Jackie Judd and KHN’s Mary Agnes Carey discuss the rising tension on Capitol Hill over increasing the debt limit, which seemed still largely mired along party lines Thursday. Republicans continue to want spending reductions to give their blessing to raising the debt ceiling while Democrats want to raise taxes in return, and many special interest groups are also weighing in on how changes could affect them.
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JACKIE JUDD: Good Day, This is Health on the Hill. I’m Jackie Judd.
What are budget experts saying?
Budget expert Stan Collender sounds off on debt deal negotiations:
And on it goes . The negotiations between President Obama and Republican leaders over raising the national debt limit continue at the White House. Tempers are rising; the gulf between the two sides seems to be widening. Mary Agnes Carey of Kaiser Health News is on Capitol Hill covering all the developments, and she joins us now. Mary Agnes, welcome.
MARY AGNES CAREY: Thank you.
JACKIE JUDD: I don’t know how many news conferences you may have covered today, but when all is said and done, what is the big picture?
Has there been any movement on either side?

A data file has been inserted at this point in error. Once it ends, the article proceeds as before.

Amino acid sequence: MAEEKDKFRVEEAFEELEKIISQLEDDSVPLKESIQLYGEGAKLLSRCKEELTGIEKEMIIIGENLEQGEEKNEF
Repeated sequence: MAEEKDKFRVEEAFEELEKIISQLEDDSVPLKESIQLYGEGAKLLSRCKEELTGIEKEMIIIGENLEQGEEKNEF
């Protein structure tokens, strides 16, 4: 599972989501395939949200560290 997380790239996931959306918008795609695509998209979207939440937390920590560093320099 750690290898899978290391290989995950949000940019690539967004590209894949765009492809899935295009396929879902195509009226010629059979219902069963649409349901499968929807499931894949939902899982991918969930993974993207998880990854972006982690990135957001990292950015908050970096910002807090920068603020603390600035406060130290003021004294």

MARY AGNES CAREY: Not really, Jackie. Everyone’s kind of sticking to their script. Republicans are saying: We need to have spending reductions before we can raise the debt ceiling. They want to see more spending cuts; they want to see cuts in entitlement programs like Medicare and Medicaid. The Democrats, of course, maintain their line that they are fierce defenders of beneficiaries of Medicare and Medicaid. They might be willing to make some changes that they don’t think would be negative to beneficiaries they might be willing to do that if they saw more tax increases out of the Republicans, which of course is a place they don’t want to go. So everyone seems to be in the same place they’ve been for days.
JACKIE JUDD: And when you talk to politicians and their staff behind the scenes, are you hearing anything different from the public pronouncements?